Cereal production in the European Union is forecast to be below average for a second year while the overall international market is experiencing record productions in some countries.
According to the summer short-term outlook report published by the European Commission, adverse weather conditions in various regions in Europe means cereal production is likely to be slightly below average.
Heavy rains and severe droughts have pushed yields downwards particularly in Spain where the projected winter barley yield is 21% below the trend, and spring barley is 33% below. Other areas of concern include north-western France and Belgium, where the combination of a dry May and a hot June resulted in unfavourable conditions for most winter and spring crops. As a result of this overall EU exports will be down and EU stocks are expected to tighten in the coming months.
Balanced by an increase in international cereal production, overall supply is expected to be ample and world prices are not likely to be significantly affected.
For the 2017/2018 year, the global cereal harvest is estimated to be just over 2 billion tonnes, which even though is 3% lower than last year, a high level of supplies following 2 ample harvests suggests global supplies will remain strong.
The report said the harvest of 2016/2017 has been confirmed as having the largest global cereal harvest in history. Despite record consumption levels, global stocks are expected to rise further at the end of this term to over 500 million tonnes. In the 2017/2018 year up to 740 million tonnes of wheat are expected to be produced globally, which is 2% lower than last year’s record crop.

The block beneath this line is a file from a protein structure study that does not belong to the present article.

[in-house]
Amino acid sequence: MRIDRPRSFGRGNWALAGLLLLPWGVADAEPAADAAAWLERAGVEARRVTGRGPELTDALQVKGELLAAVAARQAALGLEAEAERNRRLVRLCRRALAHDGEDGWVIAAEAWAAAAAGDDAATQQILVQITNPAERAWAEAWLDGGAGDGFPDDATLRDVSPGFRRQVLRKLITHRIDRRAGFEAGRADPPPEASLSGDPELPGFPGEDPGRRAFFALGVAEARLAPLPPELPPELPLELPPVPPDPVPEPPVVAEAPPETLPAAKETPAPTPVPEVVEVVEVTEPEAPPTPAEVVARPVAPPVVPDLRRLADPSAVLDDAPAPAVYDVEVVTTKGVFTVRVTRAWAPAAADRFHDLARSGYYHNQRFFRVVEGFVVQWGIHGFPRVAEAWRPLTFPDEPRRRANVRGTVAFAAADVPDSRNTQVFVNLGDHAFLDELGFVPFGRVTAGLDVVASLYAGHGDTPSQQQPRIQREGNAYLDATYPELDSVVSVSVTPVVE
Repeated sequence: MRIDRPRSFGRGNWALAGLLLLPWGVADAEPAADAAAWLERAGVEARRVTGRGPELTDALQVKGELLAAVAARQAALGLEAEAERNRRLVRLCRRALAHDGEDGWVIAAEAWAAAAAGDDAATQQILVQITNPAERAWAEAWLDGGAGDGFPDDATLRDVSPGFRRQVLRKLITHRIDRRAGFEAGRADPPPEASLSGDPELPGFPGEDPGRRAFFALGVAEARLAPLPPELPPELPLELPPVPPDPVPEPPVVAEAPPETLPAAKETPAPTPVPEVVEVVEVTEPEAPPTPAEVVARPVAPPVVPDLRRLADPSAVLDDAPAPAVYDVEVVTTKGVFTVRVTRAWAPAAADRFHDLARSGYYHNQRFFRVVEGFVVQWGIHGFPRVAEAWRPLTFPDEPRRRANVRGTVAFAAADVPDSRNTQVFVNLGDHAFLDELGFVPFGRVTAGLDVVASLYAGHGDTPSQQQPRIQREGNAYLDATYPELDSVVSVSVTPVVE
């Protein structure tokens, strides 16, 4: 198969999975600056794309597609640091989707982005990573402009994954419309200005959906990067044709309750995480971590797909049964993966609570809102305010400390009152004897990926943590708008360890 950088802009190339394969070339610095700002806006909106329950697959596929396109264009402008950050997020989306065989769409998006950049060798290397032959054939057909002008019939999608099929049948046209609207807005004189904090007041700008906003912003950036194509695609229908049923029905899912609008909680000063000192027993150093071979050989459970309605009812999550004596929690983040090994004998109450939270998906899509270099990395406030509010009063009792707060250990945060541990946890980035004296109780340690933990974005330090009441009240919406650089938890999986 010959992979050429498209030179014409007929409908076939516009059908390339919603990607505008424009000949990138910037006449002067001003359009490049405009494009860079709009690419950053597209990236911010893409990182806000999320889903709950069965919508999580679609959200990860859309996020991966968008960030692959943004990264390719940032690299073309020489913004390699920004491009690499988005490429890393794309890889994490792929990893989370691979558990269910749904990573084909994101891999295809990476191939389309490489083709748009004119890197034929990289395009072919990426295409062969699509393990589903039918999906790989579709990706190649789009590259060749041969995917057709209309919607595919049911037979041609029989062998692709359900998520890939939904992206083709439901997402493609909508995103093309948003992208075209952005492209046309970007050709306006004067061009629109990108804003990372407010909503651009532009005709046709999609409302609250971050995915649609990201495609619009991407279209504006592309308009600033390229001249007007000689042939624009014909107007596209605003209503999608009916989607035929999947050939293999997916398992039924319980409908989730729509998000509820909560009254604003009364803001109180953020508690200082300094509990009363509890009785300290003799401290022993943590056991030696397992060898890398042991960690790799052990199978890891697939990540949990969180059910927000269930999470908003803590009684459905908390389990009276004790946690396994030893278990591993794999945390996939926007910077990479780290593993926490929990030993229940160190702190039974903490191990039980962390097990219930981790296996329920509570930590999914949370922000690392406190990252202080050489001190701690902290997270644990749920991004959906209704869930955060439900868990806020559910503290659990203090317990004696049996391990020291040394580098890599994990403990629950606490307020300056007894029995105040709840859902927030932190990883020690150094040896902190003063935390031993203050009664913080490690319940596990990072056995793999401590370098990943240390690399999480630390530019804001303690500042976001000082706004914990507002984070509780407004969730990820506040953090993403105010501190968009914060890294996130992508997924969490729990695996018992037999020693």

A total of 294.6 million tonnes of cereals were produced in the EU last harvest, according to the European Commission which is 2% below the last five-year average.
The report says overall EU harvests of maize and common wheat were substantially lower than average, while the output of barley was good. In 2016/2017, 134.4 million tonnes of common wheat was produced in the EU. Barley production remained at a high level, with around 60 million tonnes harvested.
Romania saw particularly good harvests with yields almost 30% above the last 5-year average. However, output fell in France by 9%. The EU’s total cereal production is expected to be 298 million tonnes in 2017/2018, meaning 3.4 million tonnes more than the year previous.
Common wheat production is returning to a higher level than last year, at 139 million tonnes, up 3%. However, barley production is expected to fall to its lowest level since 2012/2013 to 57 million tonnes, 4% lower than last year.
A total of 173 million tonnes of cereals, principally wheat, maize and barley, were used for animal feed in the EU in 2016/2017.
The quantity of barley used for feed increased significantly because of a drop in exports and the relatively large EU harvest. However, the amount of wheat used for feed decreased due to limited availability.
Sown areas for 2017/2018 are likely to be slightly lower than for the previous marketing year. With 56.2 million hectares of cereals, the total area is 1.3% less than the previous year (and thus 2.3% below the last 5 year average).
Areas sown with maize, sorghum, triticale and rye are substantially below the last 5 year average, while barley and common wheat are only slightly below the last 5 year average. However, durum wheat and, to a lesser extent, oats, are expanding.